The programme states that in March and April 2012, the Technical Committee will prepare and adopt guidelines for provincial conventions and will facilitate the provincial conventions.

Towards the end of April 2012, the technical committee also expects to facilitate stakeholders and sector groups constitution conventions where comments from various stakeholders will be received from members of the public.

In May 2012, the Technical Committee will make the second Draft Constitution taking into account comments from the provincial and sector groups Constitution conventions, as well as comments from the local and international experts on constitutional law and practice.

The programme of the committee also states that towards the end of May, the committee will facilitate the National Constitution Convention, which will include representatives from the provincial and sector groups Constitution conventions.

At the end of June 2012, the committee will produce the final Draft constitution, having taken into account comments of the national constitution convention stakeholders, the people and constitutional experts. According to the committee, this will be the Final Draft Constitution on which the Constitution of Zambia Bill 2012 will be based.

As it happens in most processes, questions have been raised regarding the legality of the decision to appoint the technical committee by President Michael Sata.

Justice Silungwe in responding to these concerns answered that the legality of the technical committee is derived from Article 33 and 44 of the Constitution, which gives the President executive powers, as Head of State, to appoint a committee like this one to carry out exercises such as the one the committee has been given as long as his decisions are not contrary to the laws of the country.

Minister of Justice Sebastian Zulu, who is also a member of the technical committee assures that the committee has the backing of the Constitution and urges members to work hard in delivering a good and acceptable Constitution to the Zambian people.

Thus far, the technical committee has prepared the rules of procedure of meetings and consultations and the programme of work has since been adopted for use.

The committee is also developing a strategy and guidelines to be used for consultations of the members of the public which will be done through public discussions, provincial Constitution conventions, a Constitution convention of sector groups and one national constitution convention.

This is not the first time that Zambia is undergoing a Constitution-making process. The country has under-taken four Constitution review processes since 1972.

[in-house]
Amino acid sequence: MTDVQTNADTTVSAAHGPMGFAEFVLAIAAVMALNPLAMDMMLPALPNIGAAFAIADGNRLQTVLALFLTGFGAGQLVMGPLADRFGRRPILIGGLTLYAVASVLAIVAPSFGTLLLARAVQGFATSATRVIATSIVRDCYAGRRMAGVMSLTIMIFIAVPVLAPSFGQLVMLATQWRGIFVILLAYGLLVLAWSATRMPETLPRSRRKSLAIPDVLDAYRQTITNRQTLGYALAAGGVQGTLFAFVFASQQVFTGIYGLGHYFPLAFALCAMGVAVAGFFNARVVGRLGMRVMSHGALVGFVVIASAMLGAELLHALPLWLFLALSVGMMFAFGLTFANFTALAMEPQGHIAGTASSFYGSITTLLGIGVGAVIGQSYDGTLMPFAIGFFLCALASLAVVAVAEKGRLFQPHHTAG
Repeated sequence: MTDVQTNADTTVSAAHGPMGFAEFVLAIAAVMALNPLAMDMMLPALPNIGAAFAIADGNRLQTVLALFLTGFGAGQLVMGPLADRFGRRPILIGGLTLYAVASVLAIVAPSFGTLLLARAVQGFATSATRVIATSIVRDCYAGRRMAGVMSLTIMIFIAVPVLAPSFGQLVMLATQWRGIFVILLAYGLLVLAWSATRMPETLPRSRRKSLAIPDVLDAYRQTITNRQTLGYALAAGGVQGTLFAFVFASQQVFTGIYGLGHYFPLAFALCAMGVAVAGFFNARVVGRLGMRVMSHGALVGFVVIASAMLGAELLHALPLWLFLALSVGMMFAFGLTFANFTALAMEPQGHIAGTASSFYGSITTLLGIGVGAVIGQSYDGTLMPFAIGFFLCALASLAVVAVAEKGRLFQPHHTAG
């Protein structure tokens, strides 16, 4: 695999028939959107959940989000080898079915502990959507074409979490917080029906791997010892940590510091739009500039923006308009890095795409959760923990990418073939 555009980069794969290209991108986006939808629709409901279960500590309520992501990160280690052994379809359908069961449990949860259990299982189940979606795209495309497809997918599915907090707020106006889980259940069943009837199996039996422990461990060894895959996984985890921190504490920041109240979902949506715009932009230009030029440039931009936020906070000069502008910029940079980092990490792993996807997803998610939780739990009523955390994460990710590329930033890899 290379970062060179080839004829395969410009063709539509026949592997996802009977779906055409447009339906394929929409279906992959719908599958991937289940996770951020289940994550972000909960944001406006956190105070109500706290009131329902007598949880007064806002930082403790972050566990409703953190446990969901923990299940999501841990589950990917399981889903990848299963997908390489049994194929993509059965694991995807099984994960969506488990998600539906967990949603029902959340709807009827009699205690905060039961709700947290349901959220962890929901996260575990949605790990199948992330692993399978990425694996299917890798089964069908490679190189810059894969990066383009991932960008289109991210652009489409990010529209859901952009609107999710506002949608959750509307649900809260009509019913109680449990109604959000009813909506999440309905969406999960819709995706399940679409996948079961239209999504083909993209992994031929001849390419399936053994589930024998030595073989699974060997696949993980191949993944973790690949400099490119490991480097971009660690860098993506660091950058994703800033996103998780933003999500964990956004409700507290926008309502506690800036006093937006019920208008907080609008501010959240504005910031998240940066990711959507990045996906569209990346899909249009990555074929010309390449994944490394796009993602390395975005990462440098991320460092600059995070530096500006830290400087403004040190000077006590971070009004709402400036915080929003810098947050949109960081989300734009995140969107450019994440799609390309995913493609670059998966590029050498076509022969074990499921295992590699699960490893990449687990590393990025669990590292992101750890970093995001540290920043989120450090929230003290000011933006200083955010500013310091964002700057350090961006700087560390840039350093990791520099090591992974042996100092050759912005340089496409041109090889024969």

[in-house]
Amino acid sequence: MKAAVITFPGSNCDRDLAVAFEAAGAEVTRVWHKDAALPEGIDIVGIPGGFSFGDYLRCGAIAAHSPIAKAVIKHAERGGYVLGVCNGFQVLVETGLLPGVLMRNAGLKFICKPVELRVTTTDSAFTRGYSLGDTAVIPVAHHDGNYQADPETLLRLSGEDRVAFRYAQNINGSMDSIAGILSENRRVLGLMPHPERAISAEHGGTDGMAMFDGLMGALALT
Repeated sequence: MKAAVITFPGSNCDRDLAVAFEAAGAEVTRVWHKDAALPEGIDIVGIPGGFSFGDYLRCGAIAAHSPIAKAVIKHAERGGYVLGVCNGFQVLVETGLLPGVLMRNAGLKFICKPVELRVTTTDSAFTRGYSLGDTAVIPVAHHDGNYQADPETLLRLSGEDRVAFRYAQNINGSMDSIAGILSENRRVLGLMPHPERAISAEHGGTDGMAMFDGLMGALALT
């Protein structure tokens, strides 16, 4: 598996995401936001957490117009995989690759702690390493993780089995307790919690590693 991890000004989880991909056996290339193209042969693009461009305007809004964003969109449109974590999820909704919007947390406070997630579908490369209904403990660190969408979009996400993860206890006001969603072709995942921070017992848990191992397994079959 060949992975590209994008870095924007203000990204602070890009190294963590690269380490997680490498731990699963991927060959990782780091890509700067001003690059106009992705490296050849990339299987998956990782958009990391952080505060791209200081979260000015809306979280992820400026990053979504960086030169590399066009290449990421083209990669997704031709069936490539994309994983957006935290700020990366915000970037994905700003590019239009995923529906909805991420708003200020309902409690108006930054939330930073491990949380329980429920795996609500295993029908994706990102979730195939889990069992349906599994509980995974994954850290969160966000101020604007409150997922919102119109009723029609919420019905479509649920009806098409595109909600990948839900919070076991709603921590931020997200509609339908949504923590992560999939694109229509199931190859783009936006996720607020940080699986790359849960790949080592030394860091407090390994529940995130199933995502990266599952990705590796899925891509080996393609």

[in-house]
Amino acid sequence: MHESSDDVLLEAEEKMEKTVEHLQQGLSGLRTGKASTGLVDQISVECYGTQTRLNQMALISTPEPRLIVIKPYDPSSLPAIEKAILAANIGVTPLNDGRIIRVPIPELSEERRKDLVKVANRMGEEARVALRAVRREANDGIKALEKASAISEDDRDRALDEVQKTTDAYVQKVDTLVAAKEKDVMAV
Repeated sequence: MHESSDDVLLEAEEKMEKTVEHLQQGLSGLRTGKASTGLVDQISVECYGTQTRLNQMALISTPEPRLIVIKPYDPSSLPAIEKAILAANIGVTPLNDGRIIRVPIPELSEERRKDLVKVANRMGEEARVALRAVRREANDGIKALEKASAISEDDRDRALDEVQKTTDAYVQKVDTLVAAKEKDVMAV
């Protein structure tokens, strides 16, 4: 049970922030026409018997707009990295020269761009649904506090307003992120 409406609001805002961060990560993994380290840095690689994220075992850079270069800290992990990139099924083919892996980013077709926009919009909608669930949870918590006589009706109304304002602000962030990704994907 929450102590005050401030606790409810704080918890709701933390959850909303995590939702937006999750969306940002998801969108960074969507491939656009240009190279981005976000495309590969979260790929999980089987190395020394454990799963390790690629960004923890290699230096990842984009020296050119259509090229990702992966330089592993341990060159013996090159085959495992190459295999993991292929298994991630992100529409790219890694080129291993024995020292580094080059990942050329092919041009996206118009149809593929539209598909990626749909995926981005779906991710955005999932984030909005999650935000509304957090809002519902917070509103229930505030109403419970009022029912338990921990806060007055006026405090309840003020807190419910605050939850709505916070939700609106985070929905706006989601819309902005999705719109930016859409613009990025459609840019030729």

The Chona Commission of 1972 led to the adoption of the Constitution of December 1973 which introduced a one-party participatory democracy under the UNIP Government.

The Mvunga Commission was appointed in 1990 to recommend a Constitution that would serve a plural political system. Additionally in 1993, the Mwanakatwe Commission was appointed with vast terms of reference resulting in the 1996 amendments to the 1991 Constitution.

The Mung'omba Commission, which was appointed in 2003, produced its report and Draft Constitution in December 2005.

After this, the Government established the National Constitutional Conference (NCC) which came up with the 2010 Draft Constitution that was rejected by Parliament in 2011.

After all these fruitless efforts, it is justifiable for members of the public to question the need for another Constitution making process.

But Mr Zulu says the activity of coming up with a Draft Constitution this year is to ascertain whether the provisions of previous constitutions and reports establish a constitutional democracy and a culture of constitutionalism for Zambia, and are suitable for the existing political, socio-economic, technological and scientific environment of the country, and most importantly reflects the wishes, values and aspirations of the Zambian people.

Even as it carries out its mandate, the committee has been urged to observe and apply guiding principles which include upholding national interest, accountability to the people and respect for fundamental human rights.

"This can only be done if the process is transparent, participatory and all comments from all stakeholders are considered," Mr Zulu says.

There will be no Government white paper this time around even if the Draft Constitution will be handed over to the President.

On the controversial issue of the budget for the committee, Justice Silungwe dismisses assertions by some members of the public that members of the technical committee were receiving hefty allowances of up to K2 million for each sitting.

Justice Silungwe says members of the technical committee would be given between K650,000 and K750,000 as remuneration for each sitting.

He says the communication budget only would amount to K4 billion but the full budget for the technical committee would be released by the Ministry of Finance at a later stage.

Justice Silungwe, who is also former Chief Justice, appeals to Zambians to support the on-going Constitution making process if it was to be a success.

He says money for the Constitution would come from votes that had already been approved by Parliament as well as supplementary budgets.

"The endeavour is a national one and we need all Zambians to participate to ensure that we achieve a good Constitution for the country and generations to come," he says.

When all has been said and done, the Constitution of Zambia Bill 2012 and the report of the technical committee will be submitted to President Sata and afterwards to the stakeholders and the public at large.

It is the hope of the people now that with the expertise of the technical committee, its skills and knowledge, the outcome of the Draft Constitution will reflect the wishes of the people of Zambia.

As for the Zambians, the ground has been set and the onus is now on all of them to participate in the Constitution-making process because at the end of the day, it is important for Zambia to realise a people-driven Constitution that will reflect the views and aspirations of the people and also stand the test of time.